Subject: Info- Whale Monogamy

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Mon, 14 Nov 1994 13:57:40

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Date: Mon, 14 Nov 1994 13:47:56 -0500 (EST)
From: WHE_WILLIAM@flo.org
Subject: Info- Whale Monogamy
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From:	SMTP%"MARMAM@UVVM.BITNET" 14-NOV-1994 11:45:50.32
To:	WHE_WILLIAM
CC:	
Subj:	Re: Monogamy in marine mammals?
 
Date:         Sat, 12 Nov 1994 14:16:08 +0001
Reply-To:     Marine Mammals Research and Conservation Discussion
              <MARMAM@UVVM.BITNET>
Sender:       Marine Mammals Research and Conservation Discussion
              <MARMAM@UVVM.BITNET>
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From:         Phillip J Clapham <pjc2@mole.bio.cam.ac.uk>
Subject:      Re: Monogamy in marine mammals?
To:           Multiple recipients of list MARMAM <MARMAM@UVVM.BITNET>
In-Reply-To:  <9411111857.AA04063@mole.bio.cam.ac.uk>
 
Monogamy is indeed extremely rare in mammals, and is unknown in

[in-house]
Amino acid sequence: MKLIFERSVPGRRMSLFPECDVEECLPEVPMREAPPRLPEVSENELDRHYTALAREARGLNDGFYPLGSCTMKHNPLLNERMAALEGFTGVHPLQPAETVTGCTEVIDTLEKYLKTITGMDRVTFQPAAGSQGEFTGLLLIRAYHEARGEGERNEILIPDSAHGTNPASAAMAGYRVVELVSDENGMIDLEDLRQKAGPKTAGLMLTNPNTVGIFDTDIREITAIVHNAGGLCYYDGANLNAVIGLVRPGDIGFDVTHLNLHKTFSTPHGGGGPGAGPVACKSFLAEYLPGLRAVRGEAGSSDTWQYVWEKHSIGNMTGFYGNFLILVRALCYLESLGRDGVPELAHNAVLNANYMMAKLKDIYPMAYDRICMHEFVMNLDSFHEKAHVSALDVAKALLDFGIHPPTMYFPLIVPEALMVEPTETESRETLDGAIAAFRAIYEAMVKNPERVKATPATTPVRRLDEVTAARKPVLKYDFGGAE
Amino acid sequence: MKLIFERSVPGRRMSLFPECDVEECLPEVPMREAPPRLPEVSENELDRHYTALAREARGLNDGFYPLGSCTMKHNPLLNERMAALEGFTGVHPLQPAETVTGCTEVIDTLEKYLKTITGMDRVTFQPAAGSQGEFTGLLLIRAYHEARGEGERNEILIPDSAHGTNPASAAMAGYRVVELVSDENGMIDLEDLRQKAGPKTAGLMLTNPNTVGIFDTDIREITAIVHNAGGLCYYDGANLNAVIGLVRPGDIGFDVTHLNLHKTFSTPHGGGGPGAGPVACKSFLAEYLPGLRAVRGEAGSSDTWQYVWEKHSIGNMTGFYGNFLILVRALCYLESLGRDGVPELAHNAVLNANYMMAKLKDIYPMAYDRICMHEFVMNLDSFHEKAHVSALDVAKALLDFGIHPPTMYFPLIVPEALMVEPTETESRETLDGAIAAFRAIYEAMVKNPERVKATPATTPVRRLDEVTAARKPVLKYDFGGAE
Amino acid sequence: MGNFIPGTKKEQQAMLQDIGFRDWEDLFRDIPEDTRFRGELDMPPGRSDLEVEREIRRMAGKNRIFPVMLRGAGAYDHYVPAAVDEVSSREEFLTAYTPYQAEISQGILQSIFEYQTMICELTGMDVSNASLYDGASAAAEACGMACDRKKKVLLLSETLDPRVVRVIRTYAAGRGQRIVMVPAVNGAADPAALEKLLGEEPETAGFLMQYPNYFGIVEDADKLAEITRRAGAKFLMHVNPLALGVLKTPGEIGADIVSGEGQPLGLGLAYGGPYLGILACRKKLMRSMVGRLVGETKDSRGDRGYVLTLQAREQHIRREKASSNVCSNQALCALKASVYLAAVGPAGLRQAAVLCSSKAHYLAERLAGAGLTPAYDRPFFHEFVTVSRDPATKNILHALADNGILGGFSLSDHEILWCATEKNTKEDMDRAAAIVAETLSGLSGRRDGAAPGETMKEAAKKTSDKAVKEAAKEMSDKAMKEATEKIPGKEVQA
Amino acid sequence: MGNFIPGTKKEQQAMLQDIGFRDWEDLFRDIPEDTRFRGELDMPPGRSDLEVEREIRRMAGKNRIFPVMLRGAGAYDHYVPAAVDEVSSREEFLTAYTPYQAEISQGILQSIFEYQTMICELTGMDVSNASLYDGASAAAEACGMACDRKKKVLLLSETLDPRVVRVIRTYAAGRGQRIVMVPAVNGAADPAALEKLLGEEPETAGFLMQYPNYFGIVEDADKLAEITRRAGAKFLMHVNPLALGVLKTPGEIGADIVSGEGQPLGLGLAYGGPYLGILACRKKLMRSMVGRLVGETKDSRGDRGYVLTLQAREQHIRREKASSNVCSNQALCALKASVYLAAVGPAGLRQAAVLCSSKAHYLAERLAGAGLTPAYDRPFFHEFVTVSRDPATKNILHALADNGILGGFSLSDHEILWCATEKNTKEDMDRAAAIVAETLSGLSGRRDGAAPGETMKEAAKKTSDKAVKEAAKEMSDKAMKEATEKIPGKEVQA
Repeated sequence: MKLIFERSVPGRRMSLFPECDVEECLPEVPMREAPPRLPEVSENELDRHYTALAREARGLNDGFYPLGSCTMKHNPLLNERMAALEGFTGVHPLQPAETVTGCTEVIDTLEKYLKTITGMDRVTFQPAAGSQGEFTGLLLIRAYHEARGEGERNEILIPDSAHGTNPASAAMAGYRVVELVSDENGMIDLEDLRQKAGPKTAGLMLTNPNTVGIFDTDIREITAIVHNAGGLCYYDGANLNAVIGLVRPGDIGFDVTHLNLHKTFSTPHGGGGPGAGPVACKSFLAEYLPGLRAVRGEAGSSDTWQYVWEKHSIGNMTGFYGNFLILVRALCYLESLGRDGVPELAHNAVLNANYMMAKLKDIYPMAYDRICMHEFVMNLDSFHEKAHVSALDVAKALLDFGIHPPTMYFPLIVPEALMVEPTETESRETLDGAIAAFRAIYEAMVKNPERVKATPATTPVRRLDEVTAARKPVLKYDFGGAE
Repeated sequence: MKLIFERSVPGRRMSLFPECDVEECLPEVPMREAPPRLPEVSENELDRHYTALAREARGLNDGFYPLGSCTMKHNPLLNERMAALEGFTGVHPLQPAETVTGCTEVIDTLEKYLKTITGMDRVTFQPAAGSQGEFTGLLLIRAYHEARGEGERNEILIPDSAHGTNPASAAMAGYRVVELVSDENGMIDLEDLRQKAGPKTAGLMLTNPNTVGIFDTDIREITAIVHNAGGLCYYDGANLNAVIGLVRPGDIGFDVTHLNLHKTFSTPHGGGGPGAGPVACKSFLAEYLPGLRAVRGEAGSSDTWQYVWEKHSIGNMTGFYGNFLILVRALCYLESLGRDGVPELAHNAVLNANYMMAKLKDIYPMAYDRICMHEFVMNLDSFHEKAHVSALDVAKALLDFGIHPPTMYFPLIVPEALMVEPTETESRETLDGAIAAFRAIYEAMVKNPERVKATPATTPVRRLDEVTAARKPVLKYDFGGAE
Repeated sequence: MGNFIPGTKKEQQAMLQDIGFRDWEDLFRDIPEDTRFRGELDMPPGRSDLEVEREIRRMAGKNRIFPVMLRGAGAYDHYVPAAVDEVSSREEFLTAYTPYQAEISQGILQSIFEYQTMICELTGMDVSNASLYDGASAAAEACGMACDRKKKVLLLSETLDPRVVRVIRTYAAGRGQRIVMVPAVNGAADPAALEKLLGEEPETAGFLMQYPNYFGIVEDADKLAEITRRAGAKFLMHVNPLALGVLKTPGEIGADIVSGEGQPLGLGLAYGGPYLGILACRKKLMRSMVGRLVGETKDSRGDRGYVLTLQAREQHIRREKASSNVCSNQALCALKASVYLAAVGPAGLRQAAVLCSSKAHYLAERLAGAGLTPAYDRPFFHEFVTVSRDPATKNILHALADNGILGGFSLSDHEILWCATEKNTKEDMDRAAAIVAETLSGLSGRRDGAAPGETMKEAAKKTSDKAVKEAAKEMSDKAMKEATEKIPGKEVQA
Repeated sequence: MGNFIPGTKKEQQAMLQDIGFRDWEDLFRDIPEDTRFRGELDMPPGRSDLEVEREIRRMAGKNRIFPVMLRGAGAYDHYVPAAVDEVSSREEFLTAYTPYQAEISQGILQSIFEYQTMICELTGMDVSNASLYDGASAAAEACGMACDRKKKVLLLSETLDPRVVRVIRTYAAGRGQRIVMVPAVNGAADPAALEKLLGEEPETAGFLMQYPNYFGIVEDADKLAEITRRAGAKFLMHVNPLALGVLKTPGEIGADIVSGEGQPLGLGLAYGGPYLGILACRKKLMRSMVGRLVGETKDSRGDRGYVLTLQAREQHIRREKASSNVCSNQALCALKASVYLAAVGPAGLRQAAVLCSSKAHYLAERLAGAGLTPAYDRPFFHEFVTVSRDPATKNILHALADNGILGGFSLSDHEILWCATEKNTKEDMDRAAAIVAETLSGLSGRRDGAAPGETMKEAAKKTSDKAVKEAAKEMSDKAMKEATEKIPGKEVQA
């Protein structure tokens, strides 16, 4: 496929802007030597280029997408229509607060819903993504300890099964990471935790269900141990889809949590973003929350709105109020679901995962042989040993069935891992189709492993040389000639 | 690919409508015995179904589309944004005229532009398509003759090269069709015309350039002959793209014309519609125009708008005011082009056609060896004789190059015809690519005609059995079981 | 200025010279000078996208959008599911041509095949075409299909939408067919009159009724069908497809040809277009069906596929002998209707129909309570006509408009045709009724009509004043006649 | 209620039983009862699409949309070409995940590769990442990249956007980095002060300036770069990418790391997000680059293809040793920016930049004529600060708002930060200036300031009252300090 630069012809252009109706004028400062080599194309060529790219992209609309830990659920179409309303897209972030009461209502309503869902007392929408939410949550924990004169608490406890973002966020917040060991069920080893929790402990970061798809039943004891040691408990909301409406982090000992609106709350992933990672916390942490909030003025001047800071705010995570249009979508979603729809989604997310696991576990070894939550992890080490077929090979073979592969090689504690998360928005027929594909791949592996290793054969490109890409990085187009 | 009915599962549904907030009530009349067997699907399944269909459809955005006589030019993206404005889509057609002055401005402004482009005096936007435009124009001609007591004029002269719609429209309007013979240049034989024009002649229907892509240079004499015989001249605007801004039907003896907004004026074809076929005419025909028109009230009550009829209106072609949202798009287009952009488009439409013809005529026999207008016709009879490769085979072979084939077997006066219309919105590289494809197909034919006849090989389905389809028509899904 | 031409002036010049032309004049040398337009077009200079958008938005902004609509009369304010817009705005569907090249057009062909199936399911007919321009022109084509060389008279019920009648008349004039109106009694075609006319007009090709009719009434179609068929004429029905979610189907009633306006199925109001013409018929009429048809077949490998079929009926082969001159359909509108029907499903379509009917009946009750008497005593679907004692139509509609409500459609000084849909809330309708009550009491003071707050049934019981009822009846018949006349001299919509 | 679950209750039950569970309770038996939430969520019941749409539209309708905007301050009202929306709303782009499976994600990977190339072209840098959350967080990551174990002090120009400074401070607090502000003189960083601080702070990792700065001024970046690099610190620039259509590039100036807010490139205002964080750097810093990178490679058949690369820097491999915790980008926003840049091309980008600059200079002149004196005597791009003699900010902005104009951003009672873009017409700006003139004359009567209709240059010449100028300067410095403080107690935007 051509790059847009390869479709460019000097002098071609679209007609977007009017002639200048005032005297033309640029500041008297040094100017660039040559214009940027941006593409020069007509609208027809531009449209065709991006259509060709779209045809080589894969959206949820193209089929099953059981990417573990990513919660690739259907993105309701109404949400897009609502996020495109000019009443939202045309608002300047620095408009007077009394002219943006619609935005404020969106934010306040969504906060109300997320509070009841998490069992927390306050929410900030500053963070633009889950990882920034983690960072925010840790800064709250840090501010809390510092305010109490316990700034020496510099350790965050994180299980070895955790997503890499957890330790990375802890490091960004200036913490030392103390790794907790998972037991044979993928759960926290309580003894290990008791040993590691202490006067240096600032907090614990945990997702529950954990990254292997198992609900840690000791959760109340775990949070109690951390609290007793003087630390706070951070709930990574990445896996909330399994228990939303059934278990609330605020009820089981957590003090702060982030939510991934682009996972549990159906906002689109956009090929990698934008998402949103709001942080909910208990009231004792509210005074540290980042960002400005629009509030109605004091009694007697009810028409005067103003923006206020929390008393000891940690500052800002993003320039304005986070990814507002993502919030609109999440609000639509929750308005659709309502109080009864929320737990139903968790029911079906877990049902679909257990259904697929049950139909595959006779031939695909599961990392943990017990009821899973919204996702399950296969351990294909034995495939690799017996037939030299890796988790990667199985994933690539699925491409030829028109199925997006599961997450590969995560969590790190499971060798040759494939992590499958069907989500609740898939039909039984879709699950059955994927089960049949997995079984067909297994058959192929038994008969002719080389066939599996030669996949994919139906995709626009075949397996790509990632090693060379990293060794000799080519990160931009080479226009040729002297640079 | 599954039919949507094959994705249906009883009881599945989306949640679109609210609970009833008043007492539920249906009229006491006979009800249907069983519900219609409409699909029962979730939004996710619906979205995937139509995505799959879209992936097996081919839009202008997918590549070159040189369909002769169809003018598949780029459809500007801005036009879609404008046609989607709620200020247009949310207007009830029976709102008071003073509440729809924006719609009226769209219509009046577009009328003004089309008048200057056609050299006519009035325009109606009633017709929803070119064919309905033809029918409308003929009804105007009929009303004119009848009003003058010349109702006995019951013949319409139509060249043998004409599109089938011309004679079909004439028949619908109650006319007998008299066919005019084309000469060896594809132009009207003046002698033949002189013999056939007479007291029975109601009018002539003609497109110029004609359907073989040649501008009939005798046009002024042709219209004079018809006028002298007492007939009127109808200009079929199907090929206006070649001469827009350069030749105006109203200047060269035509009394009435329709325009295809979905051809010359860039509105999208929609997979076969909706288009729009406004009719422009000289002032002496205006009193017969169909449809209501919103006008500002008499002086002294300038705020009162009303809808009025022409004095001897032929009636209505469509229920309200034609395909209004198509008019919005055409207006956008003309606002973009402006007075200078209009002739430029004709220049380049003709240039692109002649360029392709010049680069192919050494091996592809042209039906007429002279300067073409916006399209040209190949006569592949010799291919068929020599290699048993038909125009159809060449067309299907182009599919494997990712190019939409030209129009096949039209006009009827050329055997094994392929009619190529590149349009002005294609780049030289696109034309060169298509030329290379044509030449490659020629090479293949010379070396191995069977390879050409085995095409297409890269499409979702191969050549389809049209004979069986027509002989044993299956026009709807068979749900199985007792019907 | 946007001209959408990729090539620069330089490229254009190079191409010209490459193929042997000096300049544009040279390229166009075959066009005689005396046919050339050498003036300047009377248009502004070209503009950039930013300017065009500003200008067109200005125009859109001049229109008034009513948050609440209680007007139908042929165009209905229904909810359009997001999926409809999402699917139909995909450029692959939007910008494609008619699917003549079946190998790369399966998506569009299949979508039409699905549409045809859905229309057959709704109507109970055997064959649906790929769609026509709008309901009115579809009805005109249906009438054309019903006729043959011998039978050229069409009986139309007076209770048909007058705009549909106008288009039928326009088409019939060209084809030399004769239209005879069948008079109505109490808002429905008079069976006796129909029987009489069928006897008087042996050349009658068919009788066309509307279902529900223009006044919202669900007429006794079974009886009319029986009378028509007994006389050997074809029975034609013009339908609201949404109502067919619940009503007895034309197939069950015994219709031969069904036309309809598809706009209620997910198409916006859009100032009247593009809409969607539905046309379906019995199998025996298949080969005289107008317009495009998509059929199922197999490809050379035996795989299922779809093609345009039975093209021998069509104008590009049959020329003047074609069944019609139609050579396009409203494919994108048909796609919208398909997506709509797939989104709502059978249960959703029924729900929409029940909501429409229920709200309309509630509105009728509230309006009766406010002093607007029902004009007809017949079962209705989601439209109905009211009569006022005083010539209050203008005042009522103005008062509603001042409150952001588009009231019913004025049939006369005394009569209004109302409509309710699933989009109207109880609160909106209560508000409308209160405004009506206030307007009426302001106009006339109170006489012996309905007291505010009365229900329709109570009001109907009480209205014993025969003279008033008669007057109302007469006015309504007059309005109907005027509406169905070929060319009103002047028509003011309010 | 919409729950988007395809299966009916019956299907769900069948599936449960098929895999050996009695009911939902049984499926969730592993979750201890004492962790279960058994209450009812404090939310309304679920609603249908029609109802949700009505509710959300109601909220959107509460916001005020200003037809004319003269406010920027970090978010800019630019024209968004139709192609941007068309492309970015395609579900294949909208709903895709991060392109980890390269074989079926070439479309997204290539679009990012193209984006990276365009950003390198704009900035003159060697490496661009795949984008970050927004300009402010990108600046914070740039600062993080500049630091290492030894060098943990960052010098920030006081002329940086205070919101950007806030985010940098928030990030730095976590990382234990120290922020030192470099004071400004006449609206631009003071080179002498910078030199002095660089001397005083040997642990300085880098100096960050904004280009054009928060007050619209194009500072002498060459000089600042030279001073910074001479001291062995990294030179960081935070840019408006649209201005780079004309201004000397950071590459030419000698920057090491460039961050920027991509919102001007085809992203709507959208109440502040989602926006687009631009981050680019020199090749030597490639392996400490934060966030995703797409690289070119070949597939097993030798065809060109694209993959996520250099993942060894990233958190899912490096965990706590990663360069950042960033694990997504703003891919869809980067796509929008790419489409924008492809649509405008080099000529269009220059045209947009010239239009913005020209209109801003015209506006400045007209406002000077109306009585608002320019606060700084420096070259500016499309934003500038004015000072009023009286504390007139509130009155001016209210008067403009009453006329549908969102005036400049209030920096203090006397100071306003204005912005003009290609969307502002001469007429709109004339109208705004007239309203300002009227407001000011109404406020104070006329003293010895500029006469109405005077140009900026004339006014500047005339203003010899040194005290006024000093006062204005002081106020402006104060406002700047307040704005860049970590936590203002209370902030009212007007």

cetaceans, although given what we know about many breeding systems (=
little) who knows what's out there; recent molecular work on paternity
has turned up somne surprises in other taxa.
 
The type of breeding system is strongly correlated with ecological
effectors.  Monogamy generally occurs only where parental care is
important.  For an outstanding review, read Tim Clutton-Brock's paper
"Mammalian mating systems" (Proc Royal Society Lon. B 236: 339-372, 1989).
 
Also, Brownell and Ralls wrote a review of the potential for sperm
competition among whales (Rep int Whal Commn, Special issue 8: 97-112,
1986).  By the way, right whales have the largest testes in the animal
kingdom, one ton the pair!
 
Phil Clapha